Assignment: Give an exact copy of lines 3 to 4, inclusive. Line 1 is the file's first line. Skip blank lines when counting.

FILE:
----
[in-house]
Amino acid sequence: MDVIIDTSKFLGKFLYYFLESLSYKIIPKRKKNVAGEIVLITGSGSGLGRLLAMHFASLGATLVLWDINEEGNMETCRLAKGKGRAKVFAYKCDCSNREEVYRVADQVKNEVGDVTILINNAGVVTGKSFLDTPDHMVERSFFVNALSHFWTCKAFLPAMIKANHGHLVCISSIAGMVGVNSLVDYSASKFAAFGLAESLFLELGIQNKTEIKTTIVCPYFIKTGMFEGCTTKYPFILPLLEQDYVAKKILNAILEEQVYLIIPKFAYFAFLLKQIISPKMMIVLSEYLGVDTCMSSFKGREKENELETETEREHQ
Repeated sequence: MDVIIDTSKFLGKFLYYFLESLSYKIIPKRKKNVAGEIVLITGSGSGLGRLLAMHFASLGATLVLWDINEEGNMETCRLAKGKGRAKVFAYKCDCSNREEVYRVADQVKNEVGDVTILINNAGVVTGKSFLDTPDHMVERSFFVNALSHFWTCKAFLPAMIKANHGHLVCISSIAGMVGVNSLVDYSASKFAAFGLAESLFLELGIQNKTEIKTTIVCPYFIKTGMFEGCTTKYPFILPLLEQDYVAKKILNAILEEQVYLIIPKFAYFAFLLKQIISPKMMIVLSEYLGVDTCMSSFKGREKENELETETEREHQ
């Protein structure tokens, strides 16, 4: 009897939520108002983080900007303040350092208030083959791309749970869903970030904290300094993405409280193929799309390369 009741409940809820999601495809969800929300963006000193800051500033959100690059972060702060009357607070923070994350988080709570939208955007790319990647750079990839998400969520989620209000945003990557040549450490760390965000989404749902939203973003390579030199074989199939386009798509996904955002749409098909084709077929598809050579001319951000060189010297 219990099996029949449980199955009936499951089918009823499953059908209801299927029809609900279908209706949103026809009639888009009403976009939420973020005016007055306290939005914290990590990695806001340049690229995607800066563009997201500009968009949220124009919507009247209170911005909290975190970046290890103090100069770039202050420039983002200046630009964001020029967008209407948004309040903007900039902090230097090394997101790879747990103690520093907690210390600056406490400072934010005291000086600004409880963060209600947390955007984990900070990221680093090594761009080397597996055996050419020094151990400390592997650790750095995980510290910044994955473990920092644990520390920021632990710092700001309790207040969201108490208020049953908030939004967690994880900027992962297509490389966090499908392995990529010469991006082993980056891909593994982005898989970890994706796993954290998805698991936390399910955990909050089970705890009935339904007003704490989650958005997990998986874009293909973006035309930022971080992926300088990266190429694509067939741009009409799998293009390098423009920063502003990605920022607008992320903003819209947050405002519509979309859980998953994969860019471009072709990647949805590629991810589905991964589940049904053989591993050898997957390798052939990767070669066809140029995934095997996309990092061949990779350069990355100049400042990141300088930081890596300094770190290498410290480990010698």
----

Repeated sequence: MDVIIDTSKFLGKFLYYFLESLSYKIIPKRKKNVAGEIVLITGSGSGLGRLLAMHFASLGATLVLWDINEEGNMETCRLAKGKGRAKVFAYKCDCSNREEVYRVADQVKNEVGDVTILINNAGVVTGKSFLDTPDHMVERSFFVNALSHFWTCKAFLPAMIKANHGHLVCISSIAGMVGVNSLVDYSASKFAAFGLAESLFLELGIQNKTEIKTTIVCPYFIKTGMFEGCTTKYPFILPLLEQDYVAKKILNAILEEQVYLIIPKFAYFAFLLKQIISPKMMIVLSEYLGVDTCMSSFKGREKENELETETEREHQ
């Protein structure tokens, strides 16, 4: 009897939520108002983080900007303040350092208030083959791309749970869903970030904290300094993405409280193929799309390369 009741409940809820999601495809969800929300963006000193800051500033959100690059972060702060009357607070923070994350988080709570939208955007790319990647750079990839998400969520989620209000945003990557040549450490760390965000989404749902939203973003390579030199074989199939386009798509996904955002749409098909084709077929598809050579001319951000060189010297 219990099996029949449980199955009936499951089918009823499953059908209801299927029809609900279908209706949103026809009639888009009403976009939420973020005016007055306290939005914290990590990695806001340049690229995607800066563009997201500009968009949220124009919507009247209170911005909290975190970046290890103090100069770039202050420039983002200046630009964001020029967008209407948004309040903007900039902090230097090394997101790879747990103690520093907690210390600056406490400072934010005291000086600004409880963060209600947390955007984990900070990221680093090594761009080397597996055996050419020094151990400390592997650790750095995980510290910044994955473990920092644990520390920021632990710092700001309790207040969201108490208020049953908030939004967690994880900027992962297509490389966090499908392995990529010469991006082993980056891909593994982005898989970890994706796993954290998805698991936390399910955990909050089970705890009935339904007003704490989650958005997990998986874009293909973006035309930022971080992926300088990266190429694509067939741009009409799998293009390098423009920063502003990605920022607008992320903003819209947050405002519509979309859980998953994969860019471009072709990647949805590629991810589905991964589940049904053989591993050898997957390798052939990767070669066809140029995934095997996309990092061949990779350069990355100049400042990141300088930081890596300094770190290498410290480990010698």